Otto Wallin is hoping victory over Dillian Whyte later this year is a springboard to world title fights.
The New York-based Swede gave Tyson Fury a tough time over 12 rounds back in 2019 in Las Vegas and he meets Whyte in London’s O2 Arena on October 30.
“It’s what I wanted and I’m thankful that I got it,” said the 22-1 (14) southpaw, who has wins over Travis Kauffman and Dominic Breazeale in his last two bouts. “I was expecting to fight in July and then it just kept getting pushed back and this and that, then this fight came and it was perfect timing.”
Whyte starts as favorite. He gained revenge over former champion Alexander Povetkin earlier this year and has been waiting for his WBC title shot for years. Instead of sitting on his mandatory spot and fighting soft contenders, he’s had a number of hard fights and now Wallin believes is the time to capitalize on Whyte’s higher mileage.
“He’s kind of a brawler but he can box a little bit too,” said Wallin. “He’s got a good left hook and he’s a good body puncher so those are things I’ve got to be aware of. [But] I think that in the long run it takes a toll to have hard fights like that. He’s been knocked out twice and he’s taken a lot of punishment and he’s been hurt in different fights. At the same time, he wants to fight for the title – he almost should have had a shot at the WBC title already but you’ve got to be smart in boxing and it is a sport where you take damage.”
Wallin is referring to the stoppage losses to Anthony Joshua and Povetkin and the hard battles with the likes of Dereck Chisora and Joseph Parker.
“I think he’s a good fighter, he’s highly ranked,” he continued, assessing Whyte. “He’s been in a lot of tough fights and honestly I think he’s been aging a little bit lately. He’s been in many wars and he’s a good fighter but I think I’m better. I’ve got a lot of tools to work with, I’m intelligent and I’m fresh, so I think that’s to my advantage.”
Wallin’s also looking forward to another big night. The Fury fight not only gave him a taste of the bright lights but it’s given him the confidence that he’s a top-level heavyweight who will be a problem for anyone.
“Yes, for sure,” Otto admitted. “There were a lot of questions before that and I got a lot of answers so it was really good. I know I can perform on a high level and I’ve had a couple of fights after that and I feel like I’m getting better all the time. I feel like I’m learning with every fight, so I think this fight is coming at a good time. I think even from the Breazeale fight I’m aware of a lot of things I can do better. I’m in a good spot right now.”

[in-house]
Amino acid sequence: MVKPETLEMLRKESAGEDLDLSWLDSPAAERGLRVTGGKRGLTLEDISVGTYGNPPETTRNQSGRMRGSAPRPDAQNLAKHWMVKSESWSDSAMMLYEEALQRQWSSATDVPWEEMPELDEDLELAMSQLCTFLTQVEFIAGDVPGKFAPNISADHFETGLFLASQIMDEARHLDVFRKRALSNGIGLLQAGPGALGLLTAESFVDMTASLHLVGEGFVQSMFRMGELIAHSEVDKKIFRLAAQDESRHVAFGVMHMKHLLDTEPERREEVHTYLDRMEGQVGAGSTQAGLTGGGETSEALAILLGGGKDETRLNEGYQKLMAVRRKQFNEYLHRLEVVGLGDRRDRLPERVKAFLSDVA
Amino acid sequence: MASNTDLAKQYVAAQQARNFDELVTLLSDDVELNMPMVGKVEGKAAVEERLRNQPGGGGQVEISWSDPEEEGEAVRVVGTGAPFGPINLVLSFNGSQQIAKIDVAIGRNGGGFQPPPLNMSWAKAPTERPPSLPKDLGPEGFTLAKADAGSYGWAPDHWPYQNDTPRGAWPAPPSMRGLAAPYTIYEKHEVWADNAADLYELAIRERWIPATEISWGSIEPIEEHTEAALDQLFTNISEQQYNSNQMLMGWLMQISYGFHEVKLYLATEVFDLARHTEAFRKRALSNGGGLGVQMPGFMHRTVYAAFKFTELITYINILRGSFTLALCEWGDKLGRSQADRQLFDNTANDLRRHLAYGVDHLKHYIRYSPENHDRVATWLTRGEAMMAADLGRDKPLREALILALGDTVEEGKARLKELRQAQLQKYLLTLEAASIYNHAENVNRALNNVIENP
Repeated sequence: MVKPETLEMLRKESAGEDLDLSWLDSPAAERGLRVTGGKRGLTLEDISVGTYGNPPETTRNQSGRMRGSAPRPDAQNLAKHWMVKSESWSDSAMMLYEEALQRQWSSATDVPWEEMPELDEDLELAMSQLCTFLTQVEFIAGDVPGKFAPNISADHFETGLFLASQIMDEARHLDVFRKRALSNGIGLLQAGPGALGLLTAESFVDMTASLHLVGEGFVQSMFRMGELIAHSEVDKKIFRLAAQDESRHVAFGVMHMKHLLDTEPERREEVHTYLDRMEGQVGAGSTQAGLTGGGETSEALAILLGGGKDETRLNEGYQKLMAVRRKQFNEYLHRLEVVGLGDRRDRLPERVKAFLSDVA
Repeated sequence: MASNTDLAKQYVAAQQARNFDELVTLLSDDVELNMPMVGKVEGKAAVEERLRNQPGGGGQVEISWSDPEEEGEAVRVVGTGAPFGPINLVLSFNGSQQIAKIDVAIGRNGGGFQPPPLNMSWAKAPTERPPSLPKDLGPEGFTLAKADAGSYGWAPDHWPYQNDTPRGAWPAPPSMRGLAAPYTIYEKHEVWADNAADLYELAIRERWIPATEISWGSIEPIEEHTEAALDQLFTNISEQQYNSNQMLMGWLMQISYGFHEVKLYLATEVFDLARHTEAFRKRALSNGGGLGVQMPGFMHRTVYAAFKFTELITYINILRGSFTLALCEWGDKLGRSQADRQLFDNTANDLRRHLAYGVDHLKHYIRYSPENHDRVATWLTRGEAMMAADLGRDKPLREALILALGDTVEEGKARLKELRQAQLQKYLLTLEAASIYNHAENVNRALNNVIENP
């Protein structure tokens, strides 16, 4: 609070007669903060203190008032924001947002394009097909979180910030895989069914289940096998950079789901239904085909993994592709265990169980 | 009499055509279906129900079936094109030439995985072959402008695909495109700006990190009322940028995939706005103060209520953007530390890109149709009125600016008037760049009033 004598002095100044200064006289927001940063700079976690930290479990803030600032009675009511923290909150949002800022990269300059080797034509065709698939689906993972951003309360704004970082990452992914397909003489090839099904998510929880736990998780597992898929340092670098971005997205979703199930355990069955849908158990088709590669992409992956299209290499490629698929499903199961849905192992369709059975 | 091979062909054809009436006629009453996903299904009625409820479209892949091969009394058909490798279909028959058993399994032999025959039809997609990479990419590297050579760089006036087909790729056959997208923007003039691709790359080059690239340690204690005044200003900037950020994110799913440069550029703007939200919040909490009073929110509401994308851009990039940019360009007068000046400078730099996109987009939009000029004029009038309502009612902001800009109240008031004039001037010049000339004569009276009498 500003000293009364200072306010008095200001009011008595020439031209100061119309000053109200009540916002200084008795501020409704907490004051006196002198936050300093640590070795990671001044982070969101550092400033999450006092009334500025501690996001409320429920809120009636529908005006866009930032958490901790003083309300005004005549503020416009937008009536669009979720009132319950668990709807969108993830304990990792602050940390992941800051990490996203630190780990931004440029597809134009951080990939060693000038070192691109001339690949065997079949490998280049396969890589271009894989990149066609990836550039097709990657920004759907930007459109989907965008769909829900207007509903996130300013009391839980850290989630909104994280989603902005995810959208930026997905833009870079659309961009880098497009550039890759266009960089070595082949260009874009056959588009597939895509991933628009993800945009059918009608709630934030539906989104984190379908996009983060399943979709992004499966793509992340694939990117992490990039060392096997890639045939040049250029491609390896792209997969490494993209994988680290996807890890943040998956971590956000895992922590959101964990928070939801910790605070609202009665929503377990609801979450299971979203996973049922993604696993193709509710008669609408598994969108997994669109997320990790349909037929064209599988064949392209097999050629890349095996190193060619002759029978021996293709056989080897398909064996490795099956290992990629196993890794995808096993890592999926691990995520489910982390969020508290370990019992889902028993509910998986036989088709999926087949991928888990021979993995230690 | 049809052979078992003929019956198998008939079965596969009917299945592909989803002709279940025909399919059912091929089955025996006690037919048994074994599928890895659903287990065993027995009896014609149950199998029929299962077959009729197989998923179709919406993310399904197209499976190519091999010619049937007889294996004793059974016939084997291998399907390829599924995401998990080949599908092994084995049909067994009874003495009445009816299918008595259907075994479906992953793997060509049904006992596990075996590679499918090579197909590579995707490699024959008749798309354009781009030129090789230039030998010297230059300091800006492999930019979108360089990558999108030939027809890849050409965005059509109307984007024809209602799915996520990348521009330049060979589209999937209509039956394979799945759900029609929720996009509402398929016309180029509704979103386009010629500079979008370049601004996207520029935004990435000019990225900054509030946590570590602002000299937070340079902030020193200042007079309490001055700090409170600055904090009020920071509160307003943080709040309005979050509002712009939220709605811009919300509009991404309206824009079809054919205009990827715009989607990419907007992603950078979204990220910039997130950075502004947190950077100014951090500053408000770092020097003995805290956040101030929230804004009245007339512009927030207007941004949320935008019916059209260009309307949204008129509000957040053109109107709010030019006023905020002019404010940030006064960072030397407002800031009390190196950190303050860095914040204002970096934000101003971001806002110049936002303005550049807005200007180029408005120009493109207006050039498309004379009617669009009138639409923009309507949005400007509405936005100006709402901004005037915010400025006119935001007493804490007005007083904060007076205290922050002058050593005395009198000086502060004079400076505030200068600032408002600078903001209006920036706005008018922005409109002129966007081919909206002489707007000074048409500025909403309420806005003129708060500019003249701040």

He’s with trainer Joey Gamache, the former lightweight champ, and they have formed a close relationship over several years.
Gamache has the tall Swede moving his head more, he explains why Wallin should and should not do certain things in the ring and he calls Gamache “a nice person” and “someone you can talk to.”
“We met in 2013 when we were training in Denmark,” recalled Wallin. “We were there for about four years and we’ve been in New York now for the last four years and it’s going great. He’s been very important for my career and without him I don’t think I would be here. I remember when I first met him there were just things that I agreed on. I’d been to Germany before, when I first turned pro I had two fights over there, and there was something with Joey I just agreed with. I’d watched a lot of boxing growing up and then when I went to Germany, we [his former coaches] didn’t really get along on the style but when I met Joey it clicked between us. If he tries to teach you something he can explain it and show you what’s been working in different fights and I think that’s very important, to have someone who can explain why we work on something rather than just say, ‘Hey, you’ve got do this.’”
Wallin has fought in the UK as an amateur before and he’s also visited to spar Anthony Joshua, too.
He will be watching next week when Joshua defends his heavyweight titles against Oleksandr Usyk.
“I think it will be a good fight,” he added. “I think Usyk is a great cruiserweight, he hasn’t been that good as a heavyweight. I think it’s definitely going to be a good fight but I feel Joshua is going to win a decision.”
Then the focus of the heavyweight division will go back to Fury, who meets Deontay Wilder in October, before the headlines will go to Whyte and himself.
“I’m excited about it,” Wallin went on. “I think the UK fans are really good so I’m expecting a nice night of boxing with the UK fans and hopefully a lot of Swedes also. I’ve never been to the O2. I went to a Kell Brook fight in Sheffield and that was great and I’m expecting even more now and it’s going to be electric. I’ve been getting a lot of respect from the UK fans since the Fury fight so hopefully some of them will root for me as well but I’ll have a lot of fans coming over so that will be good.”
Is he worried about getting a fair shake in the UK? He’s trying to focus on the things he can control – like the fight – rather than the things he cannot.
“I feel like I can’t think too much about it,” Wallin explained. “I’ve got to go in there and do my best and I am from Sweden so it’s not very far [from the UK]! We’re going to have a Swedish judge so I try not to think about it too much. I know with the Fury fight there was some controversy with the cuts, that’s boxing, but hopefully I’ll get a fair shake and I’ll just focus on what I can do in the ring.”
If he gets by Whyte he’s not necessarily motivated by a revenge fight with Fury, he wants to fight for a heavyweight championship.
“It’s more about the belts to me,” he concluded. “I don’t have anything against Fury. I would love to have a rematch but it’s more about the belts. That’s what I’m going for.”